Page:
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A teacher in Kano, northern Nigeria makes a three-hour daily commute to school on foot, no longer able to pay for a ride in a tuktuk rickshaw. A civil servant in Ilorin, central Nigeria, can no longer afford rice for her three children, switching to gaari, made from processed cassava, a dish usually consumed by low-income Nigerians. Many are turning to tasteless hard-to-cook broken, dirty and tough rice grains that millers normally reject after processing or sell to farmers as fish food.

On the 25th of February 2023 Nigerians went to the polls to elect President Buhari’s successor. There were high hopes; the atmosphere was charged with energy as Nigerian youths were galvanised by Peter Obi, the candidate who offered hope of a new era. Sadly, violence and intimidation impacted voter turnout, compounded by fuel and cash shortages as well as logistical shortcomings and technology failures from the Independent National Electoral Commission (INEC), the institution charged with overseeing the presidential elections process prompting accusations of electoral malfeasance. A historically low voter turnout of just 27 per cent, combined with unprecedented division of votes between four leading candidates means that President Tinubu’s mandate emanates from less than 10 per cent of Nigeria’s electorate.  A legal challenge failed to overturn President Bola Tinubu’s disputed election victory.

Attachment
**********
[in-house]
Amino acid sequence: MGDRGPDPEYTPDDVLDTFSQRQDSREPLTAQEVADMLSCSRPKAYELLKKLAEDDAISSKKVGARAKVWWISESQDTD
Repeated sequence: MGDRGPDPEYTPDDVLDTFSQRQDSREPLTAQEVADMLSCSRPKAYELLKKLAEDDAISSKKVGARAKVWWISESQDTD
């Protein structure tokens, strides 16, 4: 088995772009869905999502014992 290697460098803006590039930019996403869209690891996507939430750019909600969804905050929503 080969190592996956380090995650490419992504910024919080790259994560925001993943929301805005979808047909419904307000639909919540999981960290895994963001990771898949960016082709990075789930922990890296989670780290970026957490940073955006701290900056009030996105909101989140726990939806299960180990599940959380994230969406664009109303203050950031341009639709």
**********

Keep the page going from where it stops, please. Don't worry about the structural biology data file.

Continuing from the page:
A year since those elections, the nation is in the grips of its worst economic crises in years provoking widespread outrage. Convergence of global pressures, President Tinubu’s cancellation of the nation’s fuel subsidy plus the devaluation of the national currency, the naira, have added to inflation. Prices in Nigeria are increasing at their fastest rate for nearly 30 years.

How did we come to this? Three policy missteps:

  1. Fuel subsidy withdrawal: The decades-long subsidy had kept fuel prices cheap but had become increasingly expensive. Inadequate and dysfunctional refining capacity subjects Africa’s largest oil producer to import over 90% of its fuel, exposing its economy to fluctuating exchange rates and international oil prices. Subsidies cost Nigeria $350 million in 2020, when prices were low. In 2022, it paid $10 billion!

    The president’s actions, which have been devastating to the livelihoods of many Nigerians, were considered necessary to address the nation’s ailing economy and were initially greeted with enthusiasm by investors and international backersShort-term pain for long-term gain was one description proffered by an economist. A nation where, according to the World Bank, an estimated 84 million live below the poverty line, making it the world’s second-largest poor population after India, was unprepared for the speed of reform.  Headline inflation is at 29.9%, while staple foods like rice have doubled and commodities have tripled. The cost-of-living crisis and economic hardship have prompted protests across the country.